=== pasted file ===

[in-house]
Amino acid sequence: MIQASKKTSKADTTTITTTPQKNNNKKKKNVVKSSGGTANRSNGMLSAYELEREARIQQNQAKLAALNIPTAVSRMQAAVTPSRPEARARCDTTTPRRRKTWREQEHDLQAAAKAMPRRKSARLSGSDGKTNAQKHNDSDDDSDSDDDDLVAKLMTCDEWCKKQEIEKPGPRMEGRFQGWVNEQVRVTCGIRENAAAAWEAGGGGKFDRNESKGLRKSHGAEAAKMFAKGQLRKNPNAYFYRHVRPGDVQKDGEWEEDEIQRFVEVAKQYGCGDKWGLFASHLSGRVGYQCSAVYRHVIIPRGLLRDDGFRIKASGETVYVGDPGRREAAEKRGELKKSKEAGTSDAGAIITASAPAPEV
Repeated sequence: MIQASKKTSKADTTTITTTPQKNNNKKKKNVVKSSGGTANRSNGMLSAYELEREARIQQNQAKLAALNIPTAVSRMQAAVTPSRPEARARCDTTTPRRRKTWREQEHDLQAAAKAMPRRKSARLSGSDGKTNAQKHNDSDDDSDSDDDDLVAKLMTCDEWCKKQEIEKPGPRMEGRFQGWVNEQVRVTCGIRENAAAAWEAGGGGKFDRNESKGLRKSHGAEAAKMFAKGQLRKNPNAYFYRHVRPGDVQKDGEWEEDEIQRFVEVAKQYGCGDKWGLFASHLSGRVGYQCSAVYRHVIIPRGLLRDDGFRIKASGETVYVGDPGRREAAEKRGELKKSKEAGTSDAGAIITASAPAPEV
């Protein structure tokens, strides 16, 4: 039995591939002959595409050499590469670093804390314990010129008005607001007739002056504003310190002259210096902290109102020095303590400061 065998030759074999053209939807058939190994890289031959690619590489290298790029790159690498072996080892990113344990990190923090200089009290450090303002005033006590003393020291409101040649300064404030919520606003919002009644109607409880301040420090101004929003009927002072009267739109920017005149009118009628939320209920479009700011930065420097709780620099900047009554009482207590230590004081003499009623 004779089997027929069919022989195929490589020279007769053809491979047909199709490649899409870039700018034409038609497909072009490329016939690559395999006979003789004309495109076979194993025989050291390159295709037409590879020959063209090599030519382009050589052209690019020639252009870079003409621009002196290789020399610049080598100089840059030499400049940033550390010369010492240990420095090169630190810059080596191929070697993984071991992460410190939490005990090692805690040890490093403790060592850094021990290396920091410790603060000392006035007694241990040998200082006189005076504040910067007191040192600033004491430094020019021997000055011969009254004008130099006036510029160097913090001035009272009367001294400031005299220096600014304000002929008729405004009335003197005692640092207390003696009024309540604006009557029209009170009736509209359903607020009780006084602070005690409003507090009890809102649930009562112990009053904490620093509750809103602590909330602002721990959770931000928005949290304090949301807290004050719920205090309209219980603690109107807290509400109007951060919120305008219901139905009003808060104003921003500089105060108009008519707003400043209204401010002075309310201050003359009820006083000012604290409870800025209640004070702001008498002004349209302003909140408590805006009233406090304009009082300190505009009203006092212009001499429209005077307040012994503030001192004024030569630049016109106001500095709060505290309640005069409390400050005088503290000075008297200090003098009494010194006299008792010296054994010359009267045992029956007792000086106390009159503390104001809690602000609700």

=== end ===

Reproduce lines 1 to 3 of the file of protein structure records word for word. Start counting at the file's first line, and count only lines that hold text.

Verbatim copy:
[in-house]
Amino acid sequence: MIQASKKTSKADTTTITTTPQKNNNKKKKNVVKSSGGTANRSNGMLSAYELEREARIQQNQAKLAALNIPTAVSRMQAAVTPSRPEARARCDTTTPRRRKTWREQEHDLQAAAKAMPRRKSARLSGSDGKTNAQKHNDSDDDSDSDDDDLVAKLMTCDEWCKKQEIEKPGPRMEGRFQGWVNEQVRVTCGIRENAAAAWEAGGGGKFDRNESKGLRKSHGAEAAKMFAKGQLRKNPNAYFYRHVRPGDVQKDGEWEEDEIQRFVEVAKQYGCGDKWGLFASHLSGRVGYQCSAVYRHVIIPRGLLRDDGFRIKASGETVYVGDPGRREAAEKRGELKKSKEAGTSDAGAIITASAPAPEV
Repeated sequence: MIQASKKTSKADTTTITTTPQKNNNKKKKNVVKSSGGTANRSNGMLSAYELEREARIQQNQAKLAALNIPTAVSRMQAAVTPSRPEARARCDTTTPRRRKTWREQEHDLQAAAKAMPRRKSARLSGSDGKTNAQKHNDSDDDSDSDDDDLVAKLMTCDEWCKKQEIEKPGPRMEGRFQGWVNEQVRVTCGIRENAAAAWEAGGGGKFDRNESKGLRKSHGAEAAKMFAKGQLRKNPNAYFYRHVRPGDVQKDGEWEEDEIQRFVEVAKQYGCGDKWGLFASHLSGRVGYQCSAVYRHVIIPRGLLRDDGFRIKASGETVYVGDPGRREAAEKRGELKKSKEAGTSDAGAIITASAPAPEV